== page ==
Perhaps the nominating academy were afraid if Joss Whedon’s shows were introduced to a larger audience it would set viewer’s expectations too high and they would demand better than the same old plots and sh*tcoms. (Okay, that probably wouldn’t happen but I can dream can’t I?)
HBO does have some really good original series and movies—and some mediocre ones that just gets swept along with the “water cooler” stuff. I don’t know if it’s because the academy thinks it makes them look cutting edge or that they are just too lazy to look anywhere else. I can honestly say there’s nothing on HBO that can compare to ‘Buffy’ and ‘Angel’. Nothing. ‘The Sopranos’ may have some good dialogue, but for the most part it’s kinda boring and repetitive. I still don’t know half the characters names or their relation to each other. The only surprises come in the ‘when’ not in the ‘what’. ‘Six Feet Under’ may deal with death and ‘Carnivale’ with good and evil, but they both lack any real complexity that would allow me to watch them over and over. ‘Buffy’ and ‘Angel’ weren’t so much “must see” as “can’t live without” and it’s almost unbelievable how they were ignored.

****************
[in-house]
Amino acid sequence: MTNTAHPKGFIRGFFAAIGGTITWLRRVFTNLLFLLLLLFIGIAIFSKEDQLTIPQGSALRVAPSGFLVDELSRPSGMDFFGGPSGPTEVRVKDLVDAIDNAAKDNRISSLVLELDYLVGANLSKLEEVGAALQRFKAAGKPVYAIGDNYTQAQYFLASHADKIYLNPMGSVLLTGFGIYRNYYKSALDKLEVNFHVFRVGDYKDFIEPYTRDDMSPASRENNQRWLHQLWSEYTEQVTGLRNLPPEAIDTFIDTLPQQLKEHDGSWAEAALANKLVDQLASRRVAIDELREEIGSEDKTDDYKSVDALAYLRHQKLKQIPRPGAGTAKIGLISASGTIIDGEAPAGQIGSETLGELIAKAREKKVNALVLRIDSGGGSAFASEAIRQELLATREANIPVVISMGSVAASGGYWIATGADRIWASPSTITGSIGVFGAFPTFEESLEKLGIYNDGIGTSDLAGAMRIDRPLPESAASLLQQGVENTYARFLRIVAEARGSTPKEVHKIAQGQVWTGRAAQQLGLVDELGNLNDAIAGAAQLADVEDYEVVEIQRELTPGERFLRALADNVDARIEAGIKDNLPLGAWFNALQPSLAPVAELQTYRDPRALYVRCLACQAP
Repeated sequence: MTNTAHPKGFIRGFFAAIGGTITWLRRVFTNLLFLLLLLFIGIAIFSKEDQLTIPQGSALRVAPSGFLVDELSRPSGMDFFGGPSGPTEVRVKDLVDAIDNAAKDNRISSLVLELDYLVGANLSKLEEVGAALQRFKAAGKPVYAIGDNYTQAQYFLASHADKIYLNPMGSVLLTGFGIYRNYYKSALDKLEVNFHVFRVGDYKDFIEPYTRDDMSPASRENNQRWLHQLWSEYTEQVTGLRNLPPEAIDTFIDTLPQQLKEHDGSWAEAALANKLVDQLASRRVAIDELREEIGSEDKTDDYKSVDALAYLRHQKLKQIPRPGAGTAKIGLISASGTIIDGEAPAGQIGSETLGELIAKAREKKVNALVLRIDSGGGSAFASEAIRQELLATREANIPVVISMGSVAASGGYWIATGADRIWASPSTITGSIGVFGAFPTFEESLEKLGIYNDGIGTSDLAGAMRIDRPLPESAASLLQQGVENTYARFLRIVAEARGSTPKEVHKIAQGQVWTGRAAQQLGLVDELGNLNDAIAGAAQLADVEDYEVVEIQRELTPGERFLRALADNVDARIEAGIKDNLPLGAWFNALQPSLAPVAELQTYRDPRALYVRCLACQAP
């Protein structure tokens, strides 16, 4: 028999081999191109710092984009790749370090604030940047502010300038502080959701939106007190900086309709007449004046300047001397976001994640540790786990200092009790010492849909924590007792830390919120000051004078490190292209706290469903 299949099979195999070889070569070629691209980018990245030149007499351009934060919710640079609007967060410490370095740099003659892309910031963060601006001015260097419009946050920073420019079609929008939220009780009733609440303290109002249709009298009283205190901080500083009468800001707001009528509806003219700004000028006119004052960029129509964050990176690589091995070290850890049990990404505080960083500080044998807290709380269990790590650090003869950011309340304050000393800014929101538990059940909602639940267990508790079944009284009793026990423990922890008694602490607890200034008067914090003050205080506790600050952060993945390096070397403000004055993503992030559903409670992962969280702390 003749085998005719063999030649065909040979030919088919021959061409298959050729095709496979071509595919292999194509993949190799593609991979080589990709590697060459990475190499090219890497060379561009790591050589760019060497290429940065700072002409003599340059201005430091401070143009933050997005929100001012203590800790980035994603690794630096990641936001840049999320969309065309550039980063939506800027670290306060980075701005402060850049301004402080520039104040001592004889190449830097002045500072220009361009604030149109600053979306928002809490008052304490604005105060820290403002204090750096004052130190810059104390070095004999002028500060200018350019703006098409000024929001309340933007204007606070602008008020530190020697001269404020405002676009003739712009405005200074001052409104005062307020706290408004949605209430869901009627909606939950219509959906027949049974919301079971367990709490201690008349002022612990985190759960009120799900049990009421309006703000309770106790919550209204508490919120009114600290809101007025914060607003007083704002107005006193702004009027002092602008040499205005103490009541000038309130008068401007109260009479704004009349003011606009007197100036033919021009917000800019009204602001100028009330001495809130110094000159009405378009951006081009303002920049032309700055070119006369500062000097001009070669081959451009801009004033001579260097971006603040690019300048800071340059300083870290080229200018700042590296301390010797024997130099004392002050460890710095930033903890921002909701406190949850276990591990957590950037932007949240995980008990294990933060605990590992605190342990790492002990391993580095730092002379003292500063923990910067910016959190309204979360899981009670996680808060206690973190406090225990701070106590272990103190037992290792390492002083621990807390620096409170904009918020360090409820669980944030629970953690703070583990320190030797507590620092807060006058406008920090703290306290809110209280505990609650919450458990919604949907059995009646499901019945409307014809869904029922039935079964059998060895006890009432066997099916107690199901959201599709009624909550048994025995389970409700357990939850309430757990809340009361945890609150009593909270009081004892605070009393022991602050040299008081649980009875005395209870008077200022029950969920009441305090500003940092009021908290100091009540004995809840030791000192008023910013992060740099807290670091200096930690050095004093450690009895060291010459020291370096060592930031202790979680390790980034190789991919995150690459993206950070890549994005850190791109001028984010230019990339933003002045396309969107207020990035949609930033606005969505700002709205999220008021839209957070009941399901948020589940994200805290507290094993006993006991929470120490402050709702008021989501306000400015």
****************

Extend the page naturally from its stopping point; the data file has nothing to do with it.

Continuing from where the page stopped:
I mostly agree with your assessment of "The Sopranos", bloodflowers. We recently rented the 1st season on DVD, and were sufficiently gripped to pay a couple of days' late fees to finish it out. On the whole, I thought it was beautifully shot, had a terrific cast, infectious theme, and some nice plot twists and turns. We enjoyed it. Just as BtVS et al. tweaked the horror genre, the Sopranos did a nice spin on the gangster genre (of which I am quite fond), with the dysfunctional family, mob boss on Prozac and in therapy, etc. etc.